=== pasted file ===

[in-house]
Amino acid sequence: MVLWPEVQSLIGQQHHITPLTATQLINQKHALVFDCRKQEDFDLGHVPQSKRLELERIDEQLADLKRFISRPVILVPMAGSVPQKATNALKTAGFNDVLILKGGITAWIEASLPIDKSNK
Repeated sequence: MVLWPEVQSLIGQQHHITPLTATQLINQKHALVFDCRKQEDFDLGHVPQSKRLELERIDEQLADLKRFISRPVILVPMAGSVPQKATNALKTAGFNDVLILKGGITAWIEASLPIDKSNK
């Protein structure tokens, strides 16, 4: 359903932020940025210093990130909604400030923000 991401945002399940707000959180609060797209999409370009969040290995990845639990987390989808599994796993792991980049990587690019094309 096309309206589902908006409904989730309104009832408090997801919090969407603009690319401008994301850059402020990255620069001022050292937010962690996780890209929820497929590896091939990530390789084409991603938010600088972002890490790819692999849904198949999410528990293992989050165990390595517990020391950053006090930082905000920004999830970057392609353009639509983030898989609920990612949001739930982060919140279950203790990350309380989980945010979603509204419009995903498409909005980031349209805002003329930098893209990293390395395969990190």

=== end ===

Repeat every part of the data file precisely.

[in-house]
Amino acid sequence: MVLWPEVQSLIGQQHHITPLTATQLINQKHALVFDCRKQEDFDLGHVPQSKRLELERIDEQLADLKRFISRPVILVPMAGSVPQKATNALKTAGFNDVLILKGGITAWIEASLPIDKSNK
Repeated sequence: MVLWPEVQSLIGQQHHITPLTATQLINQKHALVFDCRKQEDFDLGHVPQSKRLELERIDEQLADLKRFISRPVILVPMAGSVPQKATNALKTAGFNDVLILKGGITAWIEASLPIDKSNK
């Protein structure tokens, strides 16, 4: 359903932020940025210093990130909604400030923000 991401945002399940707000959180609060797209999409370009969040290995990845639990987390989808599994796993792991980049990587690019094309 096309309206589902908006409904989730309104009832408090997801919090969407603009690319401008994301850059402020990255620069001022050292937010962690996780890209929820497929590896091939990530390789084409991603938010600088972002890490790819692999849904198949999410528990293992989050165990390595517990020391950053006090930082905000920004999830970057392609353009639509983030898989609920990612949001739930982060919140279950203790990350309380989980945010979603509204419009995903498409909005980031349209805002003329930098893209990293390395395969990190």